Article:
Comparing the Role of the Outsider in Beowulf and Marie de France’s Lanval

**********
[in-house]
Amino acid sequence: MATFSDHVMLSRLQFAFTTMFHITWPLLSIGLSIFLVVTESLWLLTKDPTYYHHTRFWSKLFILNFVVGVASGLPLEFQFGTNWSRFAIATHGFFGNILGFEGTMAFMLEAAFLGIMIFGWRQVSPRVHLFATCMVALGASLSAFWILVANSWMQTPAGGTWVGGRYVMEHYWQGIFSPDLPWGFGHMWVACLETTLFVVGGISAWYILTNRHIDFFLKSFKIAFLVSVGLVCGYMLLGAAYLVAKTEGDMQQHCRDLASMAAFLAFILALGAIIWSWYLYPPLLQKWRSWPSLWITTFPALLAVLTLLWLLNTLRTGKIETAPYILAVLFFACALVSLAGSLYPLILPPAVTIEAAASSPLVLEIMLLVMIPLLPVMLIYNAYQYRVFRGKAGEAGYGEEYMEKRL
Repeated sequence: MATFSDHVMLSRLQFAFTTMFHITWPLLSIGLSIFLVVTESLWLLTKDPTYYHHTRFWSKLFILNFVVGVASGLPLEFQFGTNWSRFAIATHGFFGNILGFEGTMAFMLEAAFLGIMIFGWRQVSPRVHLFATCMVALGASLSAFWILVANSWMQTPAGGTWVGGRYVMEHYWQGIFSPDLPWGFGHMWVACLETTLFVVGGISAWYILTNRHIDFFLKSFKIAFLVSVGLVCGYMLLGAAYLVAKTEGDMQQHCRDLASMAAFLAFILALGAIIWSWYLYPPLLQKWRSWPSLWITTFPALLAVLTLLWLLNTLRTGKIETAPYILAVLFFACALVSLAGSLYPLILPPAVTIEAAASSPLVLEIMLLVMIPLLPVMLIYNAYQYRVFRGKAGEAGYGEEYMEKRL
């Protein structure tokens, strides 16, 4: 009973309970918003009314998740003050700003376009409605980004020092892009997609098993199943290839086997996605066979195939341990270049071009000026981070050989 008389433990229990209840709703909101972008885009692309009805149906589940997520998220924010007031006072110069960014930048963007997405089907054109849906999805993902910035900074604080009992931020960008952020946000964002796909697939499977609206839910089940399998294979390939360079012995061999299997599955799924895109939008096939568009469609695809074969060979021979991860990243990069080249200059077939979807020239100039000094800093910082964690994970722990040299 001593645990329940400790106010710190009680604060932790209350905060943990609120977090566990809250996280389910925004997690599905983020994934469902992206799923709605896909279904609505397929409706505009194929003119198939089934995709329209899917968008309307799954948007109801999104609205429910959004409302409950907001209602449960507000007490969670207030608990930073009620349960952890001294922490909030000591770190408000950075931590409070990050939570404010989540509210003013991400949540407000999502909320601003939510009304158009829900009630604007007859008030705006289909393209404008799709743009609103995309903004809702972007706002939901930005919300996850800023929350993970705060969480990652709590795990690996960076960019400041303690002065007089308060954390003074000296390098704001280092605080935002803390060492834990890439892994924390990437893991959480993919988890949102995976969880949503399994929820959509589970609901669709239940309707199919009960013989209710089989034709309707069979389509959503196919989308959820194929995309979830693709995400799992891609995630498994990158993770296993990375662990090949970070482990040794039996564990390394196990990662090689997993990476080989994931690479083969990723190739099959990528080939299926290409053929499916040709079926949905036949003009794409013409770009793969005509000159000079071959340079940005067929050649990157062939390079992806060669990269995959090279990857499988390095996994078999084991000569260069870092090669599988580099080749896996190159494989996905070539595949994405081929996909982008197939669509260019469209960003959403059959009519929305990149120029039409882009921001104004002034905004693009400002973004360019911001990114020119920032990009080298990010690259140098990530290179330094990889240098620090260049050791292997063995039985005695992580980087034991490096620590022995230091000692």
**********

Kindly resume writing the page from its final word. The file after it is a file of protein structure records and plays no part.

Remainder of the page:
The character of the outsider can be identified in a diverse range of medieval works, including the Old English heroic epic and the Middle English lai. Indeed, both Beowulf and Marie de France’s Lanval prominently feature characters who are outsiders, although these characters are presented quite differently within each work. In Beowulf, the characters of Grendel and his mother are outsiders with respect to the heroic society of Beowulf and his kingdom, and in Lanval, Marie de France’s titular character begins his lai in a melancholic state as he struggles to understand why his king neglects him and favours the other retainers. While both of these works feature outsiders, though, the reasons why they are outcast from their respective societies are quite different. Grendel and his mother are outcast because they are descendants of Cain, whose bloodline God condemned after Cain killed his brother Abel. As a method of taking vengeance for his exclusion, Grendel attacks the court of King Hrothgar every night for many years, killing as many of Hrothgar’s loyal retainers as he possibly can. Conversely, Marie de France does not suggest that Lanval bears any similar condemnation; instead, she indicates that he is unjustly cut from society because his king forgets him and the other retainers are jealous of him. Despite these differences between Grendel and Lanval, both characters function to comment upon the nature of their respective civilizations; however, where Grendel effectively reaffirms the importance of the hall and the king’s relationship with his retainers, Lanval does the opposite, and instead serves to question whether life in King Arthur’s court actually benefits those who live within it.
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